It is expected that the six clinical centers located in California, Colorado, Hawaii, Ohio, South Carolina, and Washington will invite approximately 9000 children and youth who have been diagnosed with diabetes to participate in this study. Data from these children and youth will provide more information and help us better understand diabetes.
According to its website, the study goals are to (1) identify the number of children and youth under age 20 who have diabetes, (2) study how type 1 diabetes and type 2 diabetes differ, including how they differ by age and race/ethnicity, (3) learn more about the complications of diabetes in children and youth, (4) investigate the different types of care and medical treatment that these children and youth receive, and (5) learn more about how diabetes affects the everyday lives of children and youth who have diabetes.
The SEARCH study will provide valuable information to researchers and health care providers in an attempt to find ways to treat and increase knowledge about diabetes in children and youth. See the SEARCH article in PDF format, "Who Has Diabetes?" Can a school nurse handle any medical problem that arises during school hours? According to 2007 National Center for Education Statistics, 30% of schools have a part-time nurse, and 25% have no nurse.
What's type 2 diabetes in children about? Those with fatty liver and higher triglycerides are more likely to be resistant to the action of their own insulin. This means that their bodies don't regulate blood sugar properly, which can lead to type 2 diabetes. See: Arterial damage found in teens and young adults with obesity or type 2 diabetes.
Over time, high sugar levels damage large and small blood vessels, leading to heart disease, stroke, nerve damage, amputations, blindness and kidney disease. See the article, "Fat liver, not belly, may be the best indicator of health problems."
In contrast type 1 diabetes, called insulin dependent diabetes mellitus (type 1) diabetes starts in childhood or young adulthood, is sometimes called juvenile diabetes, and is an inflammatory autoimmune disease of the pancreas, resulting in a lack of insulin. See Johns Hopkins Medical Institutions Autoimmune Disease Research Center. People under the age of 40 usually are diagnosed with type 1 diabetes, although children and people under 40 can also have type 2 diabetes, but not both together.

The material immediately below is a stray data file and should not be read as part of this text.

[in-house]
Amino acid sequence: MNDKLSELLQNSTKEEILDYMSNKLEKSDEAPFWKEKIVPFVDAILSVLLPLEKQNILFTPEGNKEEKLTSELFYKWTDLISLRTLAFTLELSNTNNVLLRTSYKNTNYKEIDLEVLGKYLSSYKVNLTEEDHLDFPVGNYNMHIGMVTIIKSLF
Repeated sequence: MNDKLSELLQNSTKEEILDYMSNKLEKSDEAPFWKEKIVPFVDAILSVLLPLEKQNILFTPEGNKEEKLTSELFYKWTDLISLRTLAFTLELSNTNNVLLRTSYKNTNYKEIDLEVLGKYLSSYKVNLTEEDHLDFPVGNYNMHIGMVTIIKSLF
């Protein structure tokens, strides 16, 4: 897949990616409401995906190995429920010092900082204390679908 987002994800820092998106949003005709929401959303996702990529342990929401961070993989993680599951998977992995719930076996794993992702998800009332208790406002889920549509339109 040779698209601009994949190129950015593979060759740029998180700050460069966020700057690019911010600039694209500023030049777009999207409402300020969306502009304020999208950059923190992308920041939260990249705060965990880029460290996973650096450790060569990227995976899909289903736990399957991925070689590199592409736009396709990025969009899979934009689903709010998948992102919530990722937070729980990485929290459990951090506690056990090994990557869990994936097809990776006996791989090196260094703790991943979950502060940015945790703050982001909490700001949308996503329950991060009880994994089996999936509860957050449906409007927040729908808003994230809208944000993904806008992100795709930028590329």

Type 2 diabetes can be helped by a first line approach of nutrition change and exercise or weight loss if the person is obese. Type 1 diabetes can occur in those who are not necessarily obese because it has that autoimmune, inflammation-related origin. Also helpful is the book, How Nutrigenomics Fights Childhood Type 2 Diabetes & Weight Issues (2009).
With Type 1 diabetes, the disease often starts in childhood and affects more Caucasians than African-Americans. The male-to-female ratio is 1:1. The big question for scientists is why is type 1 diabetes predicted to double in children over the next decade? And what's the environmental causes of it--prenatally or in early childhood? At what stage in life between infancy and age 40 will type 1 diabetes most often begin?
Facts About Diabetes
• Nearly 24 million Americans have diabetes.
• Of those, the number diagnosed: about 18 million.
• Diagnosed with type 1 diabetes: 5% to 10%.
• People with pre-diabetes: about 56 million.
• The cost of diabetes: $174 billion a year.
• Diabetes is a group of serious diseases characterized by high blood glucose levels that result from defects in the body's ability to make or use insulin.
• A leading cause of death in the USA, diabetes can lead to debilitating or fatal complications, including heart disease, stroke, blindness and kidney disease.
• More than 65% of people with diabetes die from heart disease or stroke.
• Diabetes can cause heart attacks earlier in life.
Source: American Diabetes Association and Centers for Disease Control and Prevention
Template newsletter (doc)
American Diabetes Fact Sheet (Spanish, PDF)
Template newsletter (Spanish, doc)
These publications were sources for the CDC's frequently answered questions website.